Fun in the Sun

By Amy Tilley, PsyD, Clinical Director, Desert Star Addiction Recovery Center


Summer is just around the corner with the arrival of the summer solstice. For those of us who live in Arizona, the summer heat has already arrived— but officially summer arrives on June 20th in the Northern Hemisphere. This is the longest day of the year, and leading up to the solstice we’ve been gaining daylight each day for the past several months.

With longer daylight hours, the additional sunlight can have a positive effect on our mental health and mood, giving us an added boost of vitamin D. Light is the strongest cue to regulate our circadian rhythm, which aids in our sleep cycle, hormone fluctuation, and body temperature — these generally follow a 24-hour pattern.


The struggle in the hot AZ heat

For Arizonans, summer months can be more difficult as temperatures can soar well above 100 for much of May through September. You may notice a change in your mood, feeling better in the winter, when the temperature is more tolerable, and we can spend more time outdoors. This is known as summer Seasonal Affective Disorder (SAD). People may stay indoors more often, as it is too hot to be outside in a safe manner. In the heat you may feel sluggish, struggle with insomnia, or have symptoms of anxiety or depression, all are common with summer SAD, especially if you spend more time in your home during the sweltering summer months. Staying hydrated is important in Arizona’s hot summer months because it can help prevent dehydration and other heat-related illnesses, such as heat exhaustion and heat stroke.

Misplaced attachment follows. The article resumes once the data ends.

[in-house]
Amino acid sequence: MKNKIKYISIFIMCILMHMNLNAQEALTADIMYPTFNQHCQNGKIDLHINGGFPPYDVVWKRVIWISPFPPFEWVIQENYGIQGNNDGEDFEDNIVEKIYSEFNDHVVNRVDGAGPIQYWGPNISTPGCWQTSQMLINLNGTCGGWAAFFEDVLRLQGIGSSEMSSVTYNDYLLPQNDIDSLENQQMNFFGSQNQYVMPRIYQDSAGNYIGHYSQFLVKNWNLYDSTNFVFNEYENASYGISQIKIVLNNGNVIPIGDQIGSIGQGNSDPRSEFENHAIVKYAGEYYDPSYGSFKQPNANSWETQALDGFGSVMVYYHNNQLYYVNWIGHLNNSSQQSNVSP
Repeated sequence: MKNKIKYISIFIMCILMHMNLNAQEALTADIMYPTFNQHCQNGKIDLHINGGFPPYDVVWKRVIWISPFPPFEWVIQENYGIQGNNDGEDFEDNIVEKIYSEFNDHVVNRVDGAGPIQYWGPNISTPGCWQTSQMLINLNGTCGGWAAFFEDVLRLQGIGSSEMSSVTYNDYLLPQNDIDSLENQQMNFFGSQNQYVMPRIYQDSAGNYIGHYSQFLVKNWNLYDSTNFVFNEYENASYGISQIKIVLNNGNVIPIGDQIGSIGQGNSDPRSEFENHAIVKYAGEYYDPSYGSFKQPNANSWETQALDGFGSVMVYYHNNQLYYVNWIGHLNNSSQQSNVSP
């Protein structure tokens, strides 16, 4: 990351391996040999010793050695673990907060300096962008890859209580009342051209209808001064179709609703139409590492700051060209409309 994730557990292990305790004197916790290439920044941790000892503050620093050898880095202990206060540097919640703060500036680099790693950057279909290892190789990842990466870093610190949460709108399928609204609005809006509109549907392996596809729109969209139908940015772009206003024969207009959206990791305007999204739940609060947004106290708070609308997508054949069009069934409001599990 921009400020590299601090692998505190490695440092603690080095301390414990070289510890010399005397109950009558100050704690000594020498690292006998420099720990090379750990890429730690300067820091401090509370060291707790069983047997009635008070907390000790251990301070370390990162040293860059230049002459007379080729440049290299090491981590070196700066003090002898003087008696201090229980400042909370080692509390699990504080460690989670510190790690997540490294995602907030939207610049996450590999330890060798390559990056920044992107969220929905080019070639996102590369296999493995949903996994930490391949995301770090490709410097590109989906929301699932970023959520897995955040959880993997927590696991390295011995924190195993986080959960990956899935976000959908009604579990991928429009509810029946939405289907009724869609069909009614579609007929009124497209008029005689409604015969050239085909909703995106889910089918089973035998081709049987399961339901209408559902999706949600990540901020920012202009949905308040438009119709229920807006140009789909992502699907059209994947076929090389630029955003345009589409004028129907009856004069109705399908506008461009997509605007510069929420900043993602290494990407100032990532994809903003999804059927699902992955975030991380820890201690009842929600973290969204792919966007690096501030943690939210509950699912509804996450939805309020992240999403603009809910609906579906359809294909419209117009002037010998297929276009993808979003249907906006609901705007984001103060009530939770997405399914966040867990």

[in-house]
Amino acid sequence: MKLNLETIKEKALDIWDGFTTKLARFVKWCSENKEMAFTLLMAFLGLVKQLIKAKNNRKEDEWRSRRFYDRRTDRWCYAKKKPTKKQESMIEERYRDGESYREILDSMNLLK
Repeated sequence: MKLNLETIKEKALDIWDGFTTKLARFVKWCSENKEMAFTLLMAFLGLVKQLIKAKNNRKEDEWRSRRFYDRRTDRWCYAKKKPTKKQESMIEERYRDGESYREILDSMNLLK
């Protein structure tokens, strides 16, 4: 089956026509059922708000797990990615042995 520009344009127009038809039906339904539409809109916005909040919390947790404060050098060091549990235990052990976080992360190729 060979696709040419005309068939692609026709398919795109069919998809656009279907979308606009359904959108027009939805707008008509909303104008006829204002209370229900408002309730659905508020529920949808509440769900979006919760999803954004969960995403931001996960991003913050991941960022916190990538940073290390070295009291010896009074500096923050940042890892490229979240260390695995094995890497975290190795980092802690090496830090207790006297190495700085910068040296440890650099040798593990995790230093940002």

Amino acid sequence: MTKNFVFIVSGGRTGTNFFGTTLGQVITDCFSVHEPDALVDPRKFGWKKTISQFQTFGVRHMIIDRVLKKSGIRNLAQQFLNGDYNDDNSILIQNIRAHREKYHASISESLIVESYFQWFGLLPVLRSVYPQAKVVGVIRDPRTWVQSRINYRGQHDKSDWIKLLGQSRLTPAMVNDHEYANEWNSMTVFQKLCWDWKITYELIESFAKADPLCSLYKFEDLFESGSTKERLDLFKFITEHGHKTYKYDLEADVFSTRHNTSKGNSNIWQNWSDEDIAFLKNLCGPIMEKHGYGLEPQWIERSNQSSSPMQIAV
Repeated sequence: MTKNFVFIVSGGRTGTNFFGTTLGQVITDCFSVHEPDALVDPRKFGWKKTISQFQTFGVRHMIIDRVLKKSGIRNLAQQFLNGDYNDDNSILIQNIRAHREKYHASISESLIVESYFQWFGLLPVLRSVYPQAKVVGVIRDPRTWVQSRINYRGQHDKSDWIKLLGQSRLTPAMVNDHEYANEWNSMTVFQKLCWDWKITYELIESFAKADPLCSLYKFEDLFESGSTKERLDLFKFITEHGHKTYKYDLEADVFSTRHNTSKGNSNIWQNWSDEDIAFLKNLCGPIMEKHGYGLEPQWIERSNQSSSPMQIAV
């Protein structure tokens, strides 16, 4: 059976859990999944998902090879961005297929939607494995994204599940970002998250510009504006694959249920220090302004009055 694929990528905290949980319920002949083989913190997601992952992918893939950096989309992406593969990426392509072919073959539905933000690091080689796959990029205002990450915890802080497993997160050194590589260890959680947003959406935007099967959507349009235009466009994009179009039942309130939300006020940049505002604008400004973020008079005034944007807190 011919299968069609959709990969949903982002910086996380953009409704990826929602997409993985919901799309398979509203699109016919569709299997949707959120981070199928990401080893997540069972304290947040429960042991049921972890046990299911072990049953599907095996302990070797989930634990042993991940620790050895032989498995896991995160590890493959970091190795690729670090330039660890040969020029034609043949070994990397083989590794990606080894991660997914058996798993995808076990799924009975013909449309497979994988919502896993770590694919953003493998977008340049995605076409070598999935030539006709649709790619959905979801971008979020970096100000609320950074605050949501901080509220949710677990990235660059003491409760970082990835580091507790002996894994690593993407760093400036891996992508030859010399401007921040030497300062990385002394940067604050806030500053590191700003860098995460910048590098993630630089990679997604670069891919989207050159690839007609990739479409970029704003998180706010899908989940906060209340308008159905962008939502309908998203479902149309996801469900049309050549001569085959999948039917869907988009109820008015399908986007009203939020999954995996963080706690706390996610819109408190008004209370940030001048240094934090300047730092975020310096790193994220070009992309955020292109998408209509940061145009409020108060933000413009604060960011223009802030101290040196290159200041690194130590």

With the summer months comes time spent on vacations: going to the beach, attending barbecues, camping, and endless travel for sports tournaments (for those of you with children). These activities can be fun but stressful at the same time. Don’t let your recovery suffer at the expense of having a full calendar. Be prepared to balance your time at home and with social events. Remember that it is ok to say ‘no’ to a commitment you don’t want to attend.


Tips to cope with summer blues

What can you do to cope with the potential summer blues and added calendar appointments?

Prepare — June is always on the calendar…so make a point to plan out your summer schedule and activities that are important to you.

Attend therapy or 12 Step meetings—don’t take a ‘vacation’ from therapy sessions or 12 Step meetings just because you are on vacation. There are 12 Step meetings around the world. Find one! Many therapists offer now telehealth services and can allow for a vacation session, even if you are out of state (check with your therapist).

Get enough sleep. Just because it is light outside much longer in the evening, doesn’t mean that you need to sacrifice your bedtime routine.

Exercise. Keep up with your routine…just start earlier in the morning so that you are safe and not at risk for heat exhaustion or heat stroke. Hydrate, hydrate, hydrate.

Talk with your doctor. If you are being prescribed psychiatric medication, ask your doctor if a dosage change is necessary in the summer, to help manage the summer blues.


Amy Tilly has 20 years experience in the mental health and addiction recovery field. 

Learn more at   /   Contact: 520-638-6000